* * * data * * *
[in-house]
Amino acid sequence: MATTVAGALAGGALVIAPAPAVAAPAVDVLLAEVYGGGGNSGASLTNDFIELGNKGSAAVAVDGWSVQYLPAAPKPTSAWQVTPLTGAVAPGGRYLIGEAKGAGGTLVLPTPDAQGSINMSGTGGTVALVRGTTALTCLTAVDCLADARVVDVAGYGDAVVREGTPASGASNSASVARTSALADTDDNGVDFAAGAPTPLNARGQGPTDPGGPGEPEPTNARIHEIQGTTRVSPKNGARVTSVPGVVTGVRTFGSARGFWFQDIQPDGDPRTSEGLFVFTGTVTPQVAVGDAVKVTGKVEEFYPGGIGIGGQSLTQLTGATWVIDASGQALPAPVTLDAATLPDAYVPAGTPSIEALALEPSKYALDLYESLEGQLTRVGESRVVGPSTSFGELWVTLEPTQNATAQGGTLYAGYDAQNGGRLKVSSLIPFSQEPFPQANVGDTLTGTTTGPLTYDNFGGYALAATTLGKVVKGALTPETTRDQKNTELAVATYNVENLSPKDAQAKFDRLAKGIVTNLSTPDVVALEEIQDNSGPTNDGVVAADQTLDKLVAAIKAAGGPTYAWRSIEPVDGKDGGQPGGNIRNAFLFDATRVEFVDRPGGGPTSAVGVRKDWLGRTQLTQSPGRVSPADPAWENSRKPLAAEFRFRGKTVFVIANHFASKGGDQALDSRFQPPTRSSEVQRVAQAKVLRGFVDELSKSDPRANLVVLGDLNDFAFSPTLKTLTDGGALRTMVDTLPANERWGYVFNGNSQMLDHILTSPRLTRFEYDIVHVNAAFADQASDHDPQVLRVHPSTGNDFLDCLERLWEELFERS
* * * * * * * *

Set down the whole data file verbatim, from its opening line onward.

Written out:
[in-house]
Amino acid sequence: MATTVAGALAGGALVIAPAPAVAAPAVDVLLAEVYGGGGNSGASLTNDFIELGNKGSAAVAVDGWSVQYLPAAPKPTSAWQVTPLTGAVAPGGRYLIGEAKGAGGTLVLPTPDAQGSINMSGTGGTVALVRGTTALTCLTAVDCLADARVVDVAGYGDAVVREGTPASGASNSASVARTSALADTDDNGVDFAAGAPTPLNARGQGPTDPGGPGEPEPTNARIHEIQGTTRVSPKNGARVTSVPGVVTGVRTFGSARGFWFQDIQPDGDPRTSEGLFVFTGTVTPQVAVGDAVKVTGKVEEFYPGGIGIGGQSLTQLTGATWVIDASGQALPAPVTLDAATLPDAYVPAGTPSIEALALEPSKYALDLYESLEGQLTRVGESRVVGPSTSFGELWVTLEPTQNATAQGGTLYAGYDAQNGGRLKVSSLIPFSQEPFPQANVGDTLTGTTTGPLTYDNFGGYALAATTLGKVVKGALTPETTRDQKNTELAVATYNVENLSPKDAQAKFDRLAKGIVTNLSTPDVVALEEIQDNSGPTNDGVVAADQTLDKLVAAIKAAGGPTYAWRSIEPVDGKDGGQPGGNIRNAFLFDATRVEFVDRPGGGPTSAVGVRKDWLGRTQLTQSPGRVSPADPAWENSRKPLAAEFRFRGKTVFVIANHFASKGGDQALDSRFQPPTRSSEVQRVAQAKVLRGFVDELSKSDPRANLVVLGDLNDFAFSPTLKTLTDGGALRTMVDTLPANERWGYVFNGNSQMLDHILTSPRLTRFEYDIVHVNAAFADQASDHDPQVLRVHPSTGNDFLDCLERLWEELFERS